October 8 2018
IF YOU LOOK out to the vastness of the Atlantic from the Mullet peninsula in northwest Mayo on a winter’s day, it can feel as if you’re perched at the edge of the world.
There are islands even further to the west, though, at the edge of the edge, many of them visible from the shore, depending on the weather. Among the larger are the Inishkea islands, north and south. Deserted today, they show signs of long habitation, and they were populated, although not necessarily continuously, since the Bronze Age. In 1855, 53 families were registered as living on the two islands, which were finally abandoned in the 1930s. The story of the islands, and the people who lived there latterly, provide the subject matter for artist Hughie O’Donoghue’s current exhibition, Last Days on the Islands, which can be seen at 29 Molesworth Street in Dublin.
O’Donoghue’s mother and her family were from northwest Mayo, “the Barony of Erris . . . the wildest, loneliest stretch of country to be found in all Ireland”, as the naturalist Robert Lloyd Praeger described it. O’Donoghue came to know the area through annual holiday visits. Some years ago, he and his wife Clare began looking for a house they might buy in the region. “We looked at a place on the shore of the Mullet. The house had been the home of a family of Inishkea islanders after they were taken off the islands. A house and a plot of land on the islands went with the house on the mainland.”
Since he began visiting islands off the west of Ireland, the harshness and beauty of the environment, and the elemental relationship of the inhabitants to the Atlantic, have increasingly interested him as a subject. He looked into the history of the Inishkeas. The most recent community to have inhabited the islands may have settled there sometime around the mid-18th century, or they may have been there longer. They earned a reputation as a tough, independent people who refused to pay taxes and elected their own leaders. They were skilled, keen-sighted sailors, known for their resourcefulness and their poitín-making. During the famine years they reputedly turned to piracy to survive – and survive they did
“There is also the Naomhóg,” O’Donoghue notes. The Naomhóg was a stone totem. For the islanders, it possessed talismanic properties. It was a charm and a protector and they looked after it carefully. The story got around that they were idolising the stone. In a manner of speaking, if the poitín brought the police to the islands, the Naomhóg brought the clergy.
The story goes that a priest arrived from the mainland and threw the stone into the sea. O’Donoghue’s paintings draw on the account of the Naomhóg as well as other elements in the accounts of the islands. “As with a lot of my work there is an imagined narrative.” The allegorical narrative he constructs refers to the symbolic role of the magic stone, the islanders’ efforts to maintain their freedom, and “the last days before the tragedy that struck in 1927”.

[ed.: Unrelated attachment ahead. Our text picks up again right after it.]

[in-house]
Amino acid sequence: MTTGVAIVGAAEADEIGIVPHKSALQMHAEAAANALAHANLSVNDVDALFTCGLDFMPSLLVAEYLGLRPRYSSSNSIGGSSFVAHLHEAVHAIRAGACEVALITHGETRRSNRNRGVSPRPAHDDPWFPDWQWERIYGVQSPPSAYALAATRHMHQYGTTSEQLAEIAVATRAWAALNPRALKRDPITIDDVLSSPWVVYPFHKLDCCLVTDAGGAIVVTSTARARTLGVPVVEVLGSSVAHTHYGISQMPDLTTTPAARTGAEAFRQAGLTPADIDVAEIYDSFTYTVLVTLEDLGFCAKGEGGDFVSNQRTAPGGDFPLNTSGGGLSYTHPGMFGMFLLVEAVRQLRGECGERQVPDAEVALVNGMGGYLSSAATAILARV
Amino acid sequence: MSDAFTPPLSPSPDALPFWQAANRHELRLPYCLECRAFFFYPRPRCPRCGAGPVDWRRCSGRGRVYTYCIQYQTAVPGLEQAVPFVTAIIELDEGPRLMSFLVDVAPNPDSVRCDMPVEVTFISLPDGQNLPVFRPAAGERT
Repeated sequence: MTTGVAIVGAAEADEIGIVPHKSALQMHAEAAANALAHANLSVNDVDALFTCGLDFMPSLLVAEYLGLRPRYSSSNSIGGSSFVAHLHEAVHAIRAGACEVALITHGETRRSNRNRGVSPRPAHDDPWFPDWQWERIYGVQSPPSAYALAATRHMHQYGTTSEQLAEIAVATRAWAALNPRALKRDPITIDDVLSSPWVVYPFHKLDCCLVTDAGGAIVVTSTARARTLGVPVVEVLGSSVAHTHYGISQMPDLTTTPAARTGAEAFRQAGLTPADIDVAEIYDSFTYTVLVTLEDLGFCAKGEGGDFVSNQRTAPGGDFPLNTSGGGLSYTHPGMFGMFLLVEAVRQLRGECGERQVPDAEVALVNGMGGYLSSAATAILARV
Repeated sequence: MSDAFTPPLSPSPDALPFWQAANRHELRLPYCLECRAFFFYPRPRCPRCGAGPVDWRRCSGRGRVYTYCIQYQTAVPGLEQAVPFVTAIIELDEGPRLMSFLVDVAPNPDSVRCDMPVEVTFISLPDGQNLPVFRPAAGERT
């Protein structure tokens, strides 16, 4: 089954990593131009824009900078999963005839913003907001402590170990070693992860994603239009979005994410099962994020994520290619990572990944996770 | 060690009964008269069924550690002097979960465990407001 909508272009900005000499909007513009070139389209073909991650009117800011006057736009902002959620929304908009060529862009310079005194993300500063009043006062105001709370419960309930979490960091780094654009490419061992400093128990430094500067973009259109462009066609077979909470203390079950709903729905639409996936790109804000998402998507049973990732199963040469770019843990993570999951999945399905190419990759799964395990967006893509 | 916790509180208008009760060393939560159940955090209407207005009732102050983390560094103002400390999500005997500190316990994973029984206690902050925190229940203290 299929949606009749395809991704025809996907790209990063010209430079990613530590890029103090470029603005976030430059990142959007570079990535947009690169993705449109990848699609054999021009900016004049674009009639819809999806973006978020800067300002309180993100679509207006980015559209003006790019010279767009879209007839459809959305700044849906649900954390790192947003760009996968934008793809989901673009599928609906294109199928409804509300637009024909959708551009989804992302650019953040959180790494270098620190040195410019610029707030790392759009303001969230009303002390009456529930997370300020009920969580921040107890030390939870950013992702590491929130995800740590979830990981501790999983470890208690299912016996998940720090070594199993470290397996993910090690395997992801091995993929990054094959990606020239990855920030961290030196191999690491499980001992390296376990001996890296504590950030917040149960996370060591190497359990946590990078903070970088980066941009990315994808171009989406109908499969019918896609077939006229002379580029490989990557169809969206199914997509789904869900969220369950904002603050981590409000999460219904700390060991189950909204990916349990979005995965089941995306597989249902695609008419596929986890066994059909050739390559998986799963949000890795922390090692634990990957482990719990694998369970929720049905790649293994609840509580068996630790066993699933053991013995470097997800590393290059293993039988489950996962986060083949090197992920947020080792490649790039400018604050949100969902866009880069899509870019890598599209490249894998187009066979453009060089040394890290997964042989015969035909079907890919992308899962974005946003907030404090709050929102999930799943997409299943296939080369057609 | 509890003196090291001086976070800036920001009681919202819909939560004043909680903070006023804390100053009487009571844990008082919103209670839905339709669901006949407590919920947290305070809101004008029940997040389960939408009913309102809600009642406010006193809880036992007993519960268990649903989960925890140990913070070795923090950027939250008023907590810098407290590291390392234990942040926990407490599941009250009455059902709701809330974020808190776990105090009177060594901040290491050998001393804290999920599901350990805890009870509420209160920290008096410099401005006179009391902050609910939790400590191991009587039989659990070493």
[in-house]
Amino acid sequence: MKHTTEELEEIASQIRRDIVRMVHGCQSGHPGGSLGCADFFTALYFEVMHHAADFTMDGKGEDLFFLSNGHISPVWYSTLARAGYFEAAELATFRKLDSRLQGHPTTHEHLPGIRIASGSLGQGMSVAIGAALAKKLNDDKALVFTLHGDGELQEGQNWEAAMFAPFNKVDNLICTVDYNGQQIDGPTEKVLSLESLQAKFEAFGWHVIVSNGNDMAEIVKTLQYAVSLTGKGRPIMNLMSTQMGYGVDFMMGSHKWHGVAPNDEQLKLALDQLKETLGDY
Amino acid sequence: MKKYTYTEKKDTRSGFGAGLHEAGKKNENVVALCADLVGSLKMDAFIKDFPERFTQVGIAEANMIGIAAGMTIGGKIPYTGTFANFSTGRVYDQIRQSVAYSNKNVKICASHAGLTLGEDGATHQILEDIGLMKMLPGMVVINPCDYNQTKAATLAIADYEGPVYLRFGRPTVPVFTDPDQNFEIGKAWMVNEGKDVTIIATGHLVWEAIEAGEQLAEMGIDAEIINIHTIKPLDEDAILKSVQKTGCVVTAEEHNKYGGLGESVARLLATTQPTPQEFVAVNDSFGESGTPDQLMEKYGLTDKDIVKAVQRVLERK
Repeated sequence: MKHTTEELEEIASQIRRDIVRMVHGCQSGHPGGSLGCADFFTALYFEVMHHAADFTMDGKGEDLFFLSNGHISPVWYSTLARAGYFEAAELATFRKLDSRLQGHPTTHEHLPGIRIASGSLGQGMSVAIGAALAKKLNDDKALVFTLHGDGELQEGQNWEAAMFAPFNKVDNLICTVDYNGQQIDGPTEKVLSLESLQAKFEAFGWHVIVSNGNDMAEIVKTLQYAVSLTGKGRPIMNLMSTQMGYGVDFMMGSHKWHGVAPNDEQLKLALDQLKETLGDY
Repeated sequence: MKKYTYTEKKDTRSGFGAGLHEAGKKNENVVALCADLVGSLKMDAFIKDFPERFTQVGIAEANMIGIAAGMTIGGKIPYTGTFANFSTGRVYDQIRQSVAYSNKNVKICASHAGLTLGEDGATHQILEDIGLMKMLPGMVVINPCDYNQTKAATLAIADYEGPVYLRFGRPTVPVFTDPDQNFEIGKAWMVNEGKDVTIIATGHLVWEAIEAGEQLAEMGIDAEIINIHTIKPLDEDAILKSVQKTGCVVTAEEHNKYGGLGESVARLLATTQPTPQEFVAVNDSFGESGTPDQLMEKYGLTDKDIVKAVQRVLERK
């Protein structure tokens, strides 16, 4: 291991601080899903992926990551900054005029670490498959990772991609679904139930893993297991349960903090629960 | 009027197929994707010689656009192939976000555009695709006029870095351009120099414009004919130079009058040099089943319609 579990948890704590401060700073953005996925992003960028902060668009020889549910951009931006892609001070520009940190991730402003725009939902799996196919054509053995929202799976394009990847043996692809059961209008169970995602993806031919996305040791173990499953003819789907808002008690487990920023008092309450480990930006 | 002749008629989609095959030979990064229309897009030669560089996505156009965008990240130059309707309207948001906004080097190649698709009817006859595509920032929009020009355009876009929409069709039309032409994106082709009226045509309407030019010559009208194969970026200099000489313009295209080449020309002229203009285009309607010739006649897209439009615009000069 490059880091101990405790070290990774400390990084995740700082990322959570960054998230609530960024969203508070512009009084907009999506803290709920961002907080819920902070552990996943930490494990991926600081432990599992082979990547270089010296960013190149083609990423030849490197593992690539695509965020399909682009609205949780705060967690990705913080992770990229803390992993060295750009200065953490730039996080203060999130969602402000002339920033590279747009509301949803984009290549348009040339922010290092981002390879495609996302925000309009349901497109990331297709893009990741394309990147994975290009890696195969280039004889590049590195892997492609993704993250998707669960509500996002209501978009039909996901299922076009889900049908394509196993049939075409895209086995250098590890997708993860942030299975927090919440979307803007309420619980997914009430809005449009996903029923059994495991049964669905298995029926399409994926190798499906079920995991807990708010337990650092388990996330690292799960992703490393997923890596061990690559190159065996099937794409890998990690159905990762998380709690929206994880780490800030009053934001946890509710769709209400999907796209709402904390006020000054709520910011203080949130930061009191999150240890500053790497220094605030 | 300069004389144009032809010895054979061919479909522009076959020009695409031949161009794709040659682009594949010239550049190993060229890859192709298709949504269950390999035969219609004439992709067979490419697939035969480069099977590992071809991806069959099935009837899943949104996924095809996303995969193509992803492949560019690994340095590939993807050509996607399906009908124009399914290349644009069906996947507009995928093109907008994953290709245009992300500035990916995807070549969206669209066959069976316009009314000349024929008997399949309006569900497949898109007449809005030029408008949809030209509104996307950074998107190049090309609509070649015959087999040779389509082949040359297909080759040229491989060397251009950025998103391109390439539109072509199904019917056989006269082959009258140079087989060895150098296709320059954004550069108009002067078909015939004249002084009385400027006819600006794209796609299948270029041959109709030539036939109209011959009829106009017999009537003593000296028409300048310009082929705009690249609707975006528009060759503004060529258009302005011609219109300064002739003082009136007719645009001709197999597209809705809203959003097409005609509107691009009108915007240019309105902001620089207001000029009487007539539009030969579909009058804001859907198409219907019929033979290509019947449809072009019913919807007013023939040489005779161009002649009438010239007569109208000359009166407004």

On the evening of October 27th that year, 60 men in 30 currachs set off fishing. It was unusually calm. Initially, they were unworried by the low pressure readings on their barometers, but instinct kicked in and most of the currachs turned for home. Six were still far out when a hurricane swept in from the southwest. Ten of the 12 in those currachs, mostly young men, perished, and just two made it to the mainland.
The tragedy, O’Donoghue says, “took the heart out of the islands and they never recovered”. Gradually the people looked to the mainland and were moved off the islands, often to houses on the sandy western shore of the Mullet, within sight of their old homes.
There are various documentary historical records of the Inishkeas. Brian Dornan’s book Mayo’s Lost Islands(Four Courts Press), and Rita Nolan’s Within the Mullet provide the fullest published accounts. There’s film of the islanders shot in 1908, when Norwegians set up a whaling station there. The project eventually came to grief because, reputedly, of the heated rivalry between North and South Inishkea. Earlier, in 1895, the ethnographer Charles Browne visited and took photographs of the islanders. The photographs, O’Donoghue says, “look like old fashioned anthropology”, in that they are very formalised, a bit like police mug-shots.
The islanders in their distinctive homespun, navy blue clothing, have a stubborn, weather-beaten look about them. These images provided “a loose starting point” for the paintings. “Some of them at least are smiling in the photographs,” notes O’Donoghue, but there is generally little in the way of expression. In his paintings, it is as if the heads are embedded in the landscape, recalling his treatment of the Iron Age preserved bog figures in an earlier series of works. Scraped into some of the surfaces are images of flowering plants that manage to gain a foothold in even the most challenging locations.
O’Donoghue has made 16 paintings so far on the subject of the islands – 12 of them are on view in his solo show, one is in the RHA Annual exhibition – and he plans to develop others. As is often the case with his work, it is tied to a specific place and to specific people and events, but it also allows much wider, allegorical readings. The idea of a community that loses the magic ingredient that holds it together, and loses the will to persevere, is as resonant and relevant today as ever, perhaps more so. But still, it would be nice if one day some of the work is shown in Mayo.
Last Days on the Islands, presented by Yello Gallery, is at 29 Molesworth Street, Dublin